620280 :GLB: Environmental Law

General info

Instruction language English
Type of Instruction Lecture (No data available yet)
Type of exams Paper
paper (individual or in small groups)
(Examination schedule)
Course load:6 ECTS credits
Registration:This course will not be offered during academic year 2017-2018
Blackboard InfoLink to Blackboard (When you see 'Guest are not allowed in this course', please login at Blackboard itself)


prof. dr. C.J. Bastmeijer

A. Neumann


On completion of the course, the student:
  • has knowledge of the main principles of international environmental law;
  • has knowledge of some important international environmental conventions;
  • is aware of the relevance of these principles and conventions for the Polar Regions;
  • has knowledge on the main characteristics of the international governance systems for the Arctic and Antarctic;
  • has experience with writing an academic paper;
  • hopefully: has enjoyed the course and is enthusiastic about certain themes in the field of international environmental law and the Polar Regions.


This course provides an overview of the contents of and developments in international environmental law. Within this broad field of law, a selection has been made of themes that have particular relevance for the Polar Regions (the Antarctic & the Arctic). These regions, particularly the Arctic, have become important geopolitical regions and many of the global environmental challenges are particularly relevant to the Polar Regions (e.g., climate change adaptation, prevention of POP pollution). Furthermore, the Antarctic and Arctic provide excellent opportunities to discuss with students themes such as the No Harm principle, the relevant of transboundary Environmental Impact Assessment (EIA) (e.g., for mining activities), issues relating to environmental protection and the rights and traditions of indigenous people, jurisdictional issues, and different cultural perspectives on nature conservation (e.g., the Western concept of wilderness protection in relation to the perspectives of Inuit). Thus, while special emphasis is put on the relevance and status of international environmental law in the Polar Regions, most discussions are also relevant to other parts of the world. The approach taken in this course will also stimulate the students to acknowledge and appreciate the interrelationships between law and policy and between law and other research disciplines (anthropology, ecology and philosophy). As a consequence, the course will not follow the structure of most handbooks on international environmental law.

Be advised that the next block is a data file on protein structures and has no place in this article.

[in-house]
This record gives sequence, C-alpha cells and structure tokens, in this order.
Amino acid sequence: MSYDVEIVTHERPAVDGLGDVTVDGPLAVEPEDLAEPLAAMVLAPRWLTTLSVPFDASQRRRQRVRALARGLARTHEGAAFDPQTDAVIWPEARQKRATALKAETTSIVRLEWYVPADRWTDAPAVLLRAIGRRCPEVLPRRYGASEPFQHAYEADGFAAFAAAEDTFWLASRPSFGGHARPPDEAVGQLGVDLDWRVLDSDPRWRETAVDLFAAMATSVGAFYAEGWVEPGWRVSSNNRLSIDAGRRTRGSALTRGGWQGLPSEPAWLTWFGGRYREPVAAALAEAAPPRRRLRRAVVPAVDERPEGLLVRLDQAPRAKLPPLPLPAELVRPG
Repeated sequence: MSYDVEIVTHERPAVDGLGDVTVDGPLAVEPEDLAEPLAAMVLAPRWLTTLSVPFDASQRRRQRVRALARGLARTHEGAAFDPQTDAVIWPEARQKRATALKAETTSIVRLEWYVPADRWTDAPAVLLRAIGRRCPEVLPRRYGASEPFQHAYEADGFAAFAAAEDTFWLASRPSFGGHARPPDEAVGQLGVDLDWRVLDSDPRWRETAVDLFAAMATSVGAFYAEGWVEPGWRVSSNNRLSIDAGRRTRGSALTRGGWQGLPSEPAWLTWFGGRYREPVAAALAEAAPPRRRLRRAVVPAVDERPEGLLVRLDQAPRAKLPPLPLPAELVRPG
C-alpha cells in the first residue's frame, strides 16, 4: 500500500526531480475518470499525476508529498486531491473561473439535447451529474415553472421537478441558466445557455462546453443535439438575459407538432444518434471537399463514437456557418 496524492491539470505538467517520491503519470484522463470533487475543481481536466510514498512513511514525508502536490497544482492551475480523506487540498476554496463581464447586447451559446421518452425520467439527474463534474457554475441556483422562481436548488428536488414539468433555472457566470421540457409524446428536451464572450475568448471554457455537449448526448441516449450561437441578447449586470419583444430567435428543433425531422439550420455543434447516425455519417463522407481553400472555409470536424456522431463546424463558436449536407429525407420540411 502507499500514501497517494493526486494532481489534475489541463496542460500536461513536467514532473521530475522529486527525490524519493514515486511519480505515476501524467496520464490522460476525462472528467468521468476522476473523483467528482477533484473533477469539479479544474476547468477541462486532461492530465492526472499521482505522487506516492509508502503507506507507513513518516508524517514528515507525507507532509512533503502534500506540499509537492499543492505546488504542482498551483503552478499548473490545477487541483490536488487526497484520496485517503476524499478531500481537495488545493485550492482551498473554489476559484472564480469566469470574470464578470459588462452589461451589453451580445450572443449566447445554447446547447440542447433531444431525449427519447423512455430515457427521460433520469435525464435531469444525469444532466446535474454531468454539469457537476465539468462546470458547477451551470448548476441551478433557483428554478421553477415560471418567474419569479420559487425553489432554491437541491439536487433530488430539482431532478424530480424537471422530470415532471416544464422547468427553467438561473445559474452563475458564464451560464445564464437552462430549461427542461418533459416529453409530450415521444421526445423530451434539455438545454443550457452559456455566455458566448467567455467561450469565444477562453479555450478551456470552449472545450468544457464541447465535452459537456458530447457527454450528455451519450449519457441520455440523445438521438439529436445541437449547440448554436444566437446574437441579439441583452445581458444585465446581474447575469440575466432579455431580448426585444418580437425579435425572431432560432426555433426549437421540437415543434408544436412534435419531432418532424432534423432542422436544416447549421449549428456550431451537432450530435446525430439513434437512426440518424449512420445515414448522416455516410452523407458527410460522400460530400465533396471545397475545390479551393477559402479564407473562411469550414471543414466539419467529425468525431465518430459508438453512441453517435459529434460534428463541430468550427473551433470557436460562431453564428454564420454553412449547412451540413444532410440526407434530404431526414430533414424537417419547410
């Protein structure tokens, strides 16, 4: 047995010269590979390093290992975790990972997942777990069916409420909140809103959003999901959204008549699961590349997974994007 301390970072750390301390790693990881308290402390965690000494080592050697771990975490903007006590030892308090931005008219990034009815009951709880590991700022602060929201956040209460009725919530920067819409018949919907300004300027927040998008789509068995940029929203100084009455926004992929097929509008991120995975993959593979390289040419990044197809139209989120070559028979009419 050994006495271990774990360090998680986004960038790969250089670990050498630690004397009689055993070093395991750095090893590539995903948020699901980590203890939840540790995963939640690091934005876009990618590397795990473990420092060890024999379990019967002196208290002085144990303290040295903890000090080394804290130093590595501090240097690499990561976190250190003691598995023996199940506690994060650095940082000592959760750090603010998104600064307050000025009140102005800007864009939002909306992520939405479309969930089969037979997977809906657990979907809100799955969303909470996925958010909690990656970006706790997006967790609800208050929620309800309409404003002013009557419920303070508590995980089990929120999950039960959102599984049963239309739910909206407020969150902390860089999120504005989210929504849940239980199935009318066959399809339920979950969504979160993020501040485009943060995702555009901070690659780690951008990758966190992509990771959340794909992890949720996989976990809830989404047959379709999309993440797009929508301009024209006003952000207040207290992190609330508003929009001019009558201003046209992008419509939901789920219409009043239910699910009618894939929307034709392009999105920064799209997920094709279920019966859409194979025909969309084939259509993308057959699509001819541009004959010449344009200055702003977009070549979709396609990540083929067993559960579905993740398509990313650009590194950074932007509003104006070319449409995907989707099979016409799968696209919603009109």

Theme's that receive attention include:

* Introduction to set the scene for discussing the role of law in environmental protection: A comparison of the modern Western society with the traditional Inuit Culture on three themes that are relevant from the perspective of sustainable development:
a) Human - nature relationship;
b) Relationship between individual interests and communal interests; and
c) Accumulation of human use of natural resources.

* The ideal of sustainable development and the main principles of international environmental law, such as the no harm principle, the precautionary principle, the polluter-pays-principle, and other principles. What is the content of these principles, what legal status do these principles have and to what extent are these principles relevant for the international governance systems of the Polar Regions?

* Environmental impact assessment (EIA): This instrument will be discussed with an emphasis on EIA in a transboundary context. What is the aim of this instrument and how has it developed in international environmental law? Has the instrument been codified in international environmental agreements and soft-law instruments that are relevant for the governance of the Polar Regions? And what can we learn from the practice of EIA?

* The Convention on Biological Diversity (contents, COPs, 2020 objectives, etc.) and the various other international nature conservation agreements (e.g., Bonn Convention, Ramsar (Wetland) Convention). What is the relevance of these agreements for the Polar Regions?

* The role of law in protecting Polar `wilderness'. What are 'wilderness values'? Do these values receive attention in international environmental law instruments? And how does wilderness protection relate to the position of indigenous people in the Arctic?

* Legal instruments that aim to address long range pollution (particularly persistent organic pollutants (POPs)) and climate change. What are the challenges of these environmental issues for the Polar Regions (particularly the Arctic) and what role does law play in addressing the concerns?

* Land use & property rights in the Polar Regions. Are the Polar Regions being divided into (private) property and, if so, how does this relate to the interests and traditions of indigenous people in the Arctic and to the conservation of the polar environmental and natural values? You are most welcome and I hope you will find this program interesting.


Exchange students please contact the Exchange coordinator, Nicolas Bohórquez Cortés for more information on how to enrol for this course.

This course will not be offered during academic year 2017-2018

Recommended Reading

  1. Ulrich Beyerlin and Thilo Marauhn, International Environmental Law, Hart/CH Bek/Nomos, 2011, ISBN 978-1-84113-924-1.

Recommended option for